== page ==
Staking your claim online for your small business begins with setting up a website — which actually begins with purchasing the domain name that will serve as its address. You want this domain name to be customized to your company and easy for people to remember and type.
You probably figure it’s a process you’d like to do once and never worry about again. After all, it seems like your business name will stay the same. So, you may not foresee any reasons to want to change or alter your domain name. A question on your mind might be: Can you buy a domain name permanently?
Here’s more on the logistics of buying a domain name and how long these contracts typically last.
Think of Your Domain Name as a Lease
While you are buying a domain name in the sense that you’re handing over money to utilize a web address, it’s actually more useful to think of it as a lease. Why? Because you are not actually buying the domain name outright for yourself forever. Rather, you’re leasing it from a registrar. The registrar still technically owns the domain name, but you are purchasing the rights to use it for a set amount of time — often one year.
As one industry expert writes for Forbes, it is actually not possible to buy a domain name from the registry. It’s only possible to lease a domain name from a registrar, which is a company that handles the logistics of registering domain names.
While it’s very common to see one-year contracts for domain names, many registrars do offer the option of entering into a longer lease agreement. It is sometimes possible to register for your desired domain name for three, five or even 10 years. Whenever you are comparing domain sellers, scope out not only the price and availability of their domain names but also the options for the length of the contract.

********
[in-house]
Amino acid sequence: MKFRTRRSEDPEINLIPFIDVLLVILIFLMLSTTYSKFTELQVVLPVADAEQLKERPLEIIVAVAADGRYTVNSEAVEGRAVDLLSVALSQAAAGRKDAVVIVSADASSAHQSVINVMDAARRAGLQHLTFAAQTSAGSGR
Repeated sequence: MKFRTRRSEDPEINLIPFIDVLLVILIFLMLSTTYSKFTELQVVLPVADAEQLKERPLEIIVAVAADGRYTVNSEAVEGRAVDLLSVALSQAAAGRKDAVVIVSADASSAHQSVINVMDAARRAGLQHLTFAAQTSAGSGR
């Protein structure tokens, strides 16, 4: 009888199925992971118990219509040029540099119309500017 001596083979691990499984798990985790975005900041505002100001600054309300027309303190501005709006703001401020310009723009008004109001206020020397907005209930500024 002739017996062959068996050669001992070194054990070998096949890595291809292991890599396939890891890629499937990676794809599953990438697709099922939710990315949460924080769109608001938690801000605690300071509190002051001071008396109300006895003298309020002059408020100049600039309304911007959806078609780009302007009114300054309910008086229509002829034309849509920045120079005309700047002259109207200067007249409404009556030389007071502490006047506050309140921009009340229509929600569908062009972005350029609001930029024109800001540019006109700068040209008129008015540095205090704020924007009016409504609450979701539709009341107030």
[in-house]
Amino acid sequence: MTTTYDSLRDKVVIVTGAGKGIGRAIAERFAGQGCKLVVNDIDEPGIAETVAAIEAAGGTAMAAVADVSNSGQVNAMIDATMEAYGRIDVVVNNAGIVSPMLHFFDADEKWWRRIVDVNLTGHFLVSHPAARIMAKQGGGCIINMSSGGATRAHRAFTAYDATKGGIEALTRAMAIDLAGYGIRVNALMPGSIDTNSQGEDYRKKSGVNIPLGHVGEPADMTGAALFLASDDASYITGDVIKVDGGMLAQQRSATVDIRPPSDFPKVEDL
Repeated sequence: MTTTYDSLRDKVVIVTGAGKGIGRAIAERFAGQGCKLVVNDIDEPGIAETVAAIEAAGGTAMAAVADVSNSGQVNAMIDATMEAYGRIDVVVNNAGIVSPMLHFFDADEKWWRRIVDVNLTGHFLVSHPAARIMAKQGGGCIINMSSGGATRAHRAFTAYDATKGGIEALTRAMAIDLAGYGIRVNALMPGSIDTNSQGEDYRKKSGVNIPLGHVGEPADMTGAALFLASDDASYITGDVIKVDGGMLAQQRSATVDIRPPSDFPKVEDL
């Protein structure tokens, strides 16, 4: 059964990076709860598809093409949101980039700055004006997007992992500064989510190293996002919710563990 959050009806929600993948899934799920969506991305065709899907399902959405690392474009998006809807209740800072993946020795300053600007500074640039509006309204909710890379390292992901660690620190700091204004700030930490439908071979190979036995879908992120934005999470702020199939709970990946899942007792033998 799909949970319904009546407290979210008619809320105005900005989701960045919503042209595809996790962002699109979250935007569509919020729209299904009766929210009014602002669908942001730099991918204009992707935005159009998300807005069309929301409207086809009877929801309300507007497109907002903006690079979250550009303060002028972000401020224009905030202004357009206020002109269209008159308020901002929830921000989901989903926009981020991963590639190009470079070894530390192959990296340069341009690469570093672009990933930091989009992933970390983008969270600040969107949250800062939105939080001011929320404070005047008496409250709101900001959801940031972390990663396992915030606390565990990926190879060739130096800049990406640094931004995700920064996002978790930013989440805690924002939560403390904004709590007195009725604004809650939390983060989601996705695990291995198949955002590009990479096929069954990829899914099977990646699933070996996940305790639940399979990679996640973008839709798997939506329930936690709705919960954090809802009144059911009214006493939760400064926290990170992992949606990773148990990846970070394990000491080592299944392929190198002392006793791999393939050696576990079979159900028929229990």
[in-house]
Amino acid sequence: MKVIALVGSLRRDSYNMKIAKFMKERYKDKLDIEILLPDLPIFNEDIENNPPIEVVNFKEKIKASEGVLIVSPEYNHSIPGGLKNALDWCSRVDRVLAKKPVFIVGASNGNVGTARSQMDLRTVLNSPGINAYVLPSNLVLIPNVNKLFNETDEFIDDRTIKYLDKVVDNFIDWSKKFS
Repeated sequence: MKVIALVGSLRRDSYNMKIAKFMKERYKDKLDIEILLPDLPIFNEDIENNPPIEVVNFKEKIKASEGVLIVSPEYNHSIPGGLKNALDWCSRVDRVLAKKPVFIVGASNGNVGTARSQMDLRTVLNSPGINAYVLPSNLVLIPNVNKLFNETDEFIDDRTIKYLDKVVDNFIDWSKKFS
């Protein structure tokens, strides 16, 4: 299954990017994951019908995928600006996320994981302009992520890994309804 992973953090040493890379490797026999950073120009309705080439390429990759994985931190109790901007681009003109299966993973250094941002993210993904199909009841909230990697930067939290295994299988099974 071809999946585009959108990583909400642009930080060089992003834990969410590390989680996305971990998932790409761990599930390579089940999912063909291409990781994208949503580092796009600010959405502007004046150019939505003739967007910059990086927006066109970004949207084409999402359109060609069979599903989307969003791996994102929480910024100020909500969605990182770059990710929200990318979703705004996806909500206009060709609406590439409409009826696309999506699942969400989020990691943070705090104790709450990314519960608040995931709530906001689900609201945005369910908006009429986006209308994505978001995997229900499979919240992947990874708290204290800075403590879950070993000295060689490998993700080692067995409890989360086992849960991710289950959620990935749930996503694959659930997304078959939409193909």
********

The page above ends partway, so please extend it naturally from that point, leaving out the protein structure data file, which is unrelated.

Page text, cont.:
Risks of Long-Term Domain Name Contracts
Although it may seem like less hassle to just invest in a longer contract up front, there are a few risks associated with doing so. This is why some experts recommend sticking to a one-year contract, then setting a reminder to renew it before it expires if you’d like to uphold your agreement again. One example of a risk here is that the registrar would, for some reason, stop existing — leaving you in the lurch if you had already paid for additional years of service only to have the seller essentially drop off the map before you were able to get your money’s worth.
However, the risk of buying a domain name for only a year is that you may forget to pay the renewal fee — which frees up the domain name that was previously yours to be purchased by, well, anyone. There’s even a phenomenon known as cybersquatting where strangers buy expired domain names when they become available in case the former owner of the URL will pay big bucks to get it back so as not to disrupt their business website.
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While you cannot buy a domain name permanently, you can potentially lease one for up to 10 years. Some business owners decide to opt for one-year contracts in case something was to happen to the seller. If you go this route, it’s important to set up auto-renewal for your payment so you don’t lose your domain.
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Other business owners find it easier to purchase a domain for a couple years at a time, or even a decade. However long you decide to lock down your chosen domain name, finding a reputable registrar from which to lease it is key.